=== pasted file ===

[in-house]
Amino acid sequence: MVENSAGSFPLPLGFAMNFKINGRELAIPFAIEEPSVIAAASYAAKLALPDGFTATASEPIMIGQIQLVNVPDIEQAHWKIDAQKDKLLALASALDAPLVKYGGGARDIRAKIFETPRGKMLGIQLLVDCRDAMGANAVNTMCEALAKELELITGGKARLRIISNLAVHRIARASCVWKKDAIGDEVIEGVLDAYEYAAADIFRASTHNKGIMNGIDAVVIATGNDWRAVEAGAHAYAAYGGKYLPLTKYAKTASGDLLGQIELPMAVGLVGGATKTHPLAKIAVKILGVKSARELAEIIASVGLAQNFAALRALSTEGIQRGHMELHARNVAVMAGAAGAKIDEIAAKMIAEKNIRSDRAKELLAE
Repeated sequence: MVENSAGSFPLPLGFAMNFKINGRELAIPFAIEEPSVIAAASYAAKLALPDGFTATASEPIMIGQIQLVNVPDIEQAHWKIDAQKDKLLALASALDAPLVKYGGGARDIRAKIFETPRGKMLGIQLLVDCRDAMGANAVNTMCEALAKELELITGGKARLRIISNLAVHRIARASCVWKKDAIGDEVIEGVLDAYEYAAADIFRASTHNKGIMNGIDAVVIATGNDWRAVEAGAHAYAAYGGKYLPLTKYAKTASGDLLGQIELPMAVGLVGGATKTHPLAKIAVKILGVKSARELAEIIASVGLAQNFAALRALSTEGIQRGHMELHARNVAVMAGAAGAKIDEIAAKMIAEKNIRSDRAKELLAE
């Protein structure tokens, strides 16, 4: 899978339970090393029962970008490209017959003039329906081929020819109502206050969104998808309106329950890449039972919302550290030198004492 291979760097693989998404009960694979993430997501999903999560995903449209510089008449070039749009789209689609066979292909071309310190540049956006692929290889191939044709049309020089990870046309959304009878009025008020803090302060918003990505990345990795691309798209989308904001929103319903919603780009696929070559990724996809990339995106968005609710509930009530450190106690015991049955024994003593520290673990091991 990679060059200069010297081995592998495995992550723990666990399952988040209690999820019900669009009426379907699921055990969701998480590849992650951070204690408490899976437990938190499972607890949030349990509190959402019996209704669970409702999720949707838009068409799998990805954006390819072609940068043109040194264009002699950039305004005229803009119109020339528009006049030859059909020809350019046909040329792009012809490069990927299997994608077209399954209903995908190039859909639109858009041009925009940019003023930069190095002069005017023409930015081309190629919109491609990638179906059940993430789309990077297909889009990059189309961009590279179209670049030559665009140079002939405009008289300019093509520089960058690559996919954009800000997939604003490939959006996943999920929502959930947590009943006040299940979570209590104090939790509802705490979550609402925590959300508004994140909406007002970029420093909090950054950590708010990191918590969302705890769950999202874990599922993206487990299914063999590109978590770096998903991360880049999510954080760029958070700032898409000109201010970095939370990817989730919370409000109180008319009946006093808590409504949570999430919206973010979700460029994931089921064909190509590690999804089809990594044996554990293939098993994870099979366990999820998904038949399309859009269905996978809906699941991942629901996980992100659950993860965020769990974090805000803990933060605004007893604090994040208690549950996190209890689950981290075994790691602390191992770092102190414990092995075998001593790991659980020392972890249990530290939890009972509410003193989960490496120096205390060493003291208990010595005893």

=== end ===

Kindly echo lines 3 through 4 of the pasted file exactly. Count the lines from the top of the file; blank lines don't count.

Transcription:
Repeated sequence: MVENSAGSFPLPLGFAMNFKINGRELAIPFAIEEPSVIAAASYAAKLALPDGFTATASEPIMIGQIQLVNVPDIEQAHWKIDAQKDKLLALASALDAPLVKYGGGARDIRAKIFETPRGKMLGIQLLVDCRDAMGANAVNTMCEALAKELELITGGKARLRIISNLAVHRIARASCVWKKDAIGDEVIEGVLDAYEYAAADIFRASTHNKGIMNGIDAVVIATGNDWRAVEAGAHAYAAYGGKYLPLTKYAKTASGDLLGQIELPMAVGLVGGATKTHPLAKIAVKILGVKSARELAEIIASVGLAQNFAALRALSTEGIQRGHMELHARNVAVMAGAAGAKIDEIAAKMIAEKNIRSDRAKELLAE
């Protein structure tokens, strides 16, 4: 899978339970090393029962970008490209017959003039329906081929020819109502206050969104998808309106329950890449039972919302550290030198004492 291979760097693989998404009960694979993430997501999903999560995903449209510089008449070039749009789209689609066979292909071309310190540049956006692929290889191939044709049309020089990870046309959304009878009025008020803090302060918003990505990345990795691309798209989308904001929103319903919603780009696929070559990724996809990339995106968005609710509930009530450190106690015991049955024994003593520290673990091991 990679060059200069010297081995592998495995992550723990666990399952988040209690999820019900669009009426379907699921055990969701998480590849992650951070204690408490899976437990938190499972607890949030349990509190959402019996209704669970409702999720949707838009068409799998990805954006390819072609940068043109040194264009002699950039305004005229803009119109020339528009006049030859059909020809350019046909040329792009012809490069990927299997994608077209399954209903995908190039859909639109858009041009925009940019003023930069190095002069005017023409930015081309190629919109491609990638179906059940993430789309990077297909889009990059189309961009590279179209670049030559665009140079002939405009008289300019093509520089960058690559996919954009800000997939604003490939959006996943999920929502959930947590009943006040299940979570209590104090939790509802705490979550609402925590959300508004994140909406007002970029420093909090950054950590708010990191918590969302705890769950999202874990599922993206487990299914063999590109978590770096998903991360880049999510954080760029958070700032898409000109201010970095939370990817989730919370409000109180008319009946006093808590409504949570999430919206973010979700460029994931089921064909190509590690999804089809990594044996554990293939098993994870099979366990999820998904038949399309859009269905996978809906699941991942629901996980992100659950993860965020769990974090805000803990933060605004007893604090994040208690549950996190209890689950981290075994790691602390191992770092102190414990092995075998001593790991659980020392972890249990530290939890009972509410003193989960490496120096205390060493003291208990010595005893």